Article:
The Personalist Project
Accessed on April 22, 2018 - 1:10:50
The propensity of some to confuse vocation and occupation and spiritualize particular kinds of domestic productivity just increases the angst women carry about work and motherhood.
Motherhood is a vocation, but it is a personal vocation. It is a vocation to love and educate the individual, real, distinct children in your home. Marriage is a vocation to union with a particular, real, individual, incommunicable person.
Both "homemaking" and economic work ideally support our vocation and serve the families we have. Because we are all different people with unique skills and weaknesses, needs and strengths, there are almost endless variations in what this might look like in individual families.
It's a mistake to act as though only one person in a family makes the home a home. Your house is a home by virtue of the life you live in it, and every family member contributes to that. A mother isn't more or less a mother because of the role she plays in or out of the home. Her motherhood comes from her relationship with those God has given into her care. A father isn't more or less a father because of the role he plays in or out of the home. His fatherhood comes from his relationship with those God has given into his care.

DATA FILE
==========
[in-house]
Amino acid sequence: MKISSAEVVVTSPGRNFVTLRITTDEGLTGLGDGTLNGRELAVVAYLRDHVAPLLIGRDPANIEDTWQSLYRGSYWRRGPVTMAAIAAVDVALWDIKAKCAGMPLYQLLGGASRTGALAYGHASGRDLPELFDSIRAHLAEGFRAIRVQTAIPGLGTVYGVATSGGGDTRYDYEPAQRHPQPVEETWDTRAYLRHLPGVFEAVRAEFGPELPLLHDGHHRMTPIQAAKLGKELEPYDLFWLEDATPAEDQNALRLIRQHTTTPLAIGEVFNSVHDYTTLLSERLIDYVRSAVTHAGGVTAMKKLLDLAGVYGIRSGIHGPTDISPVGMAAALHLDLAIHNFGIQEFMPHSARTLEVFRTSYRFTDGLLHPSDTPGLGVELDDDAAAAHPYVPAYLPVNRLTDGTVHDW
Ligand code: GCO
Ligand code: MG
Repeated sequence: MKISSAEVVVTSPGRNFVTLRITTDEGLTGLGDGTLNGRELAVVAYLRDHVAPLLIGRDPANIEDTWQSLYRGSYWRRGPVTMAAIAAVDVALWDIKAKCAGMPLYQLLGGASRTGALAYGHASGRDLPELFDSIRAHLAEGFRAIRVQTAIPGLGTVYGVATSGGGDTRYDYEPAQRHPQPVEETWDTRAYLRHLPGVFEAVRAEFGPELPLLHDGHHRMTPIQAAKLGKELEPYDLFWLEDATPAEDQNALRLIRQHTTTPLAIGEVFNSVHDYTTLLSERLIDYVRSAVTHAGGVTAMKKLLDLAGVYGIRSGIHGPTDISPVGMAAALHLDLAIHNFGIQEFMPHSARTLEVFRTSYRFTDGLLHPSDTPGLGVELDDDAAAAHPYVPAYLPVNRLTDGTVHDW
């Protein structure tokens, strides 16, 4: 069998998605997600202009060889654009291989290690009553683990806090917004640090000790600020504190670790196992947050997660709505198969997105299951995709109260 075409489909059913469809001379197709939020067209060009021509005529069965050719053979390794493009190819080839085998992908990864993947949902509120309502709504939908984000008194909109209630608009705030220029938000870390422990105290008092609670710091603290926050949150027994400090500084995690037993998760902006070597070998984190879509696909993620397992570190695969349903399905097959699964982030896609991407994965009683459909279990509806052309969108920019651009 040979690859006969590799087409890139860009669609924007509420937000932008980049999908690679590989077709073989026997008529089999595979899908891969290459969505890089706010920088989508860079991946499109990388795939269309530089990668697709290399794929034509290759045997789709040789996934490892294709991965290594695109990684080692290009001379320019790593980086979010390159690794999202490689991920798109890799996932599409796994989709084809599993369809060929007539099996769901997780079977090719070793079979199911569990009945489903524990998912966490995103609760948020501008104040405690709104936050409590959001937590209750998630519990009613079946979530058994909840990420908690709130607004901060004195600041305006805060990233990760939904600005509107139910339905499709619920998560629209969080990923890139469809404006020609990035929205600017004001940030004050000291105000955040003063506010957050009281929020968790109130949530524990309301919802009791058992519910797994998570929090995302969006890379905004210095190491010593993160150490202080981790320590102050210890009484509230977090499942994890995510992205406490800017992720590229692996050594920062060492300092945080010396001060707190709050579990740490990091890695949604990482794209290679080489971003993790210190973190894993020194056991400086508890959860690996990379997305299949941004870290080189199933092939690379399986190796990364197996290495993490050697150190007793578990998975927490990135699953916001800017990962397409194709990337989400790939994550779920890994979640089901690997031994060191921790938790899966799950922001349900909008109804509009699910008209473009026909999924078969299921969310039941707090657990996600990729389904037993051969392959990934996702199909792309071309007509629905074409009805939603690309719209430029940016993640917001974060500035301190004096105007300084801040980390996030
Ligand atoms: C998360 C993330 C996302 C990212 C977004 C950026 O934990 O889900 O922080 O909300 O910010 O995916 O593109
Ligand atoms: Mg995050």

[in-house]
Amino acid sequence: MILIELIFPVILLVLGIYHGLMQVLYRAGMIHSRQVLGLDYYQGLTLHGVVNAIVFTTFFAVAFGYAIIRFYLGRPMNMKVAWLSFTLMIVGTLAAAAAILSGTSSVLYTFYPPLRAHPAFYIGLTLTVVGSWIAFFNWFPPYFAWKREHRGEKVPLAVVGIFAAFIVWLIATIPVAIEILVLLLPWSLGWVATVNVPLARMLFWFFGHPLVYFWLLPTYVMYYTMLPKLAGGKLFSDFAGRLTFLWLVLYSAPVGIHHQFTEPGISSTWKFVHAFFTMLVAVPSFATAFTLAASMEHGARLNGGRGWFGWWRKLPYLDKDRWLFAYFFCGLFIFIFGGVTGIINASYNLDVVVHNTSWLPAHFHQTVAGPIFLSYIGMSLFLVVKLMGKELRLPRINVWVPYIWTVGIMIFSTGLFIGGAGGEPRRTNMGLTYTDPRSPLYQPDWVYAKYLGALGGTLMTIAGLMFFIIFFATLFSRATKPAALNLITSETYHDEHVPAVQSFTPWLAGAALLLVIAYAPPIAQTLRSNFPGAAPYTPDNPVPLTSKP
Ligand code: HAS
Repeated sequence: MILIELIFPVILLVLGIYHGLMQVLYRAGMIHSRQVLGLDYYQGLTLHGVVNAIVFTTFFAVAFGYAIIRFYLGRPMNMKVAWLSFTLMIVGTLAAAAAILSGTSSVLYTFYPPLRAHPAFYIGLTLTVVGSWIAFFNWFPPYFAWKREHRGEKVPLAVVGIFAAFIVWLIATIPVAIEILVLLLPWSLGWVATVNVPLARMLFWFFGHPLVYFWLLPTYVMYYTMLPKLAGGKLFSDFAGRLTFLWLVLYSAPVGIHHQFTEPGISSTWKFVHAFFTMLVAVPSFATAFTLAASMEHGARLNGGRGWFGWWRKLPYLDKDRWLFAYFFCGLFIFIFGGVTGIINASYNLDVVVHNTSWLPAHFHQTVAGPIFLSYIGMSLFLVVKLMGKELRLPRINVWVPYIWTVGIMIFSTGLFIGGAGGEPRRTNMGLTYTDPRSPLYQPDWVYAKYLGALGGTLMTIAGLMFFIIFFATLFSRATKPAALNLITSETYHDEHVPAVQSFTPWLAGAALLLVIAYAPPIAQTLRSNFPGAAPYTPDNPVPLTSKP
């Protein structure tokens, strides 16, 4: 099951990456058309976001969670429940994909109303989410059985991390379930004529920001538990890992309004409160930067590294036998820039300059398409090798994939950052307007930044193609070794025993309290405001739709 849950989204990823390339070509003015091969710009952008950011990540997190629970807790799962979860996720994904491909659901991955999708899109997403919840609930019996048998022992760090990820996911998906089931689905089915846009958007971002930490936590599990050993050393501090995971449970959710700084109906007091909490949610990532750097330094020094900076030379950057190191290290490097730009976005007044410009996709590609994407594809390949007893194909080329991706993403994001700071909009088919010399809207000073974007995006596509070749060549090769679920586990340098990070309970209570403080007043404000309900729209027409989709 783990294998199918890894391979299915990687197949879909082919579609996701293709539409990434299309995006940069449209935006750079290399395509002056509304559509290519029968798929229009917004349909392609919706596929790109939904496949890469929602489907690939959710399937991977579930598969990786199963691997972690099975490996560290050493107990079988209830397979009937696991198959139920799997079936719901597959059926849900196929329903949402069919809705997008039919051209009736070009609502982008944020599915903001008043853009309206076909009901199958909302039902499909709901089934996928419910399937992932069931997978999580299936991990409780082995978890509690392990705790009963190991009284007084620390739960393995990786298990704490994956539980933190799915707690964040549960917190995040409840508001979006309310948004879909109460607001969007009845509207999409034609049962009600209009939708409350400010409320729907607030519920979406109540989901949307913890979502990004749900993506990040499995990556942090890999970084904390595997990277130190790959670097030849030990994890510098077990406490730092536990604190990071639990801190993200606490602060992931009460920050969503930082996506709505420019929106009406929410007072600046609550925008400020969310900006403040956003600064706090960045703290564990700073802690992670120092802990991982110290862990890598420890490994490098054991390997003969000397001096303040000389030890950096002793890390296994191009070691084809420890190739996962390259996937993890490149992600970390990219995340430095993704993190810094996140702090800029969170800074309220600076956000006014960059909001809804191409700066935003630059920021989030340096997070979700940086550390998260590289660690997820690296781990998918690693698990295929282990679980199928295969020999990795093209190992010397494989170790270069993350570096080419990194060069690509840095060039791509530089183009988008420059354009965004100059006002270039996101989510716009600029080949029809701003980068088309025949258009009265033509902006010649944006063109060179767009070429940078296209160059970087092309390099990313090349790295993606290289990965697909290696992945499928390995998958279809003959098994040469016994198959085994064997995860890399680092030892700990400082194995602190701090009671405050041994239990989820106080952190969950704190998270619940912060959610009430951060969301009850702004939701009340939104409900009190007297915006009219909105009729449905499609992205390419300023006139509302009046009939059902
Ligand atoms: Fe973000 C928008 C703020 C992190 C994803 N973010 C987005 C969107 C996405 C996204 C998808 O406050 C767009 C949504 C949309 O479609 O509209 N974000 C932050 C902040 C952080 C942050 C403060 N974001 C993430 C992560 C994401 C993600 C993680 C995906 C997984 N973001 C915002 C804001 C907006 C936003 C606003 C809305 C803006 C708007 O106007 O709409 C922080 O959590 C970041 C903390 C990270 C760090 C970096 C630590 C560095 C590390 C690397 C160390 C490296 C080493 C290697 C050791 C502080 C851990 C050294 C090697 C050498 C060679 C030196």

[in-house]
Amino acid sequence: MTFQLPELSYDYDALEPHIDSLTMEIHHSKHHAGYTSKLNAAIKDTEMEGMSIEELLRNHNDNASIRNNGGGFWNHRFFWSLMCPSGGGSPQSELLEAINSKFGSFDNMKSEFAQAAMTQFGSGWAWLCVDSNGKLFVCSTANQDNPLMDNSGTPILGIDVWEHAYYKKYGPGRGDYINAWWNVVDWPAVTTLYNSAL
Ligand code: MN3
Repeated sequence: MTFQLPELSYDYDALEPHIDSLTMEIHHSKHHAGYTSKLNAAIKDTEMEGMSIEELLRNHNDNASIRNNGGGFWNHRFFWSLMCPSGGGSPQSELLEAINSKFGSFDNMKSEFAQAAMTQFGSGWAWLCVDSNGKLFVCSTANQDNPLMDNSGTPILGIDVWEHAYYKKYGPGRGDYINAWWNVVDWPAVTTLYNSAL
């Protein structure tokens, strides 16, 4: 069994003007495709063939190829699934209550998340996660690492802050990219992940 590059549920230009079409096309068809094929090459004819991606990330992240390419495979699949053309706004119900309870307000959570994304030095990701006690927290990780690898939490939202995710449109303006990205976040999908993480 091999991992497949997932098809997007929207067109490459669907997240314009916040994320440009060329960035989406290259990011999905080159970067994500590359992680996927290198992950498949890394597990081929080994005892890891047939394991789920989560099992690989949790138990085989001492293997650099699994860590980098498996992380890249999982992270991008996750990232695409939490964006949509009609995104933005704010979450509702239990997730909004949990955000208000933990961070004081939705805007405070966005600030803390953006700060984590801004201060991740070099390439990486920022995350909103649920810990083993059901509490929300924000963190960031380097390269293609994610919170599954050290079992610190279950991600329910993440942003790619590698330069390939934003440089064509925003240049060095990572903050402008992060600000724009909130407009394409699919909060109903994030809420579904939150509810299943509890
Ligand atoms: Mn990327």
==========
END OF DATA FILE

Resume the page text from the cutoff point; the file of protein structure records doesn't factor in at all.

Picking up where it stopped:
We don't need to "defend" motherhood or fatherhood by assigning distinct tasks to each. Motherhood and fatherhood are already distinct because we are embodied persons. Everything I do is done in and through and as a female body, including my motherhood.
So a man who is primary caregiver? Hes not "Mr Mom." He's a father.
And a woman with children who works outside the home isn't usurping a father's role. She's a mother, loving the children she has and making a home for them according to her skills and their needs.
Can we fail as mothers and fathers? Make bad choices? Let ego or desire for recognition push us to neglect the good of our spouses and children?
We can lose ourselves and our families to our insecurities and need for outside validation of our work--or of our homes--and our choices.
Or we can seek to love the families we have with the gifts God gives us.
And we can rejoice that, like snowflakes, God delights in making each person--and each family--a unique reflection of His love.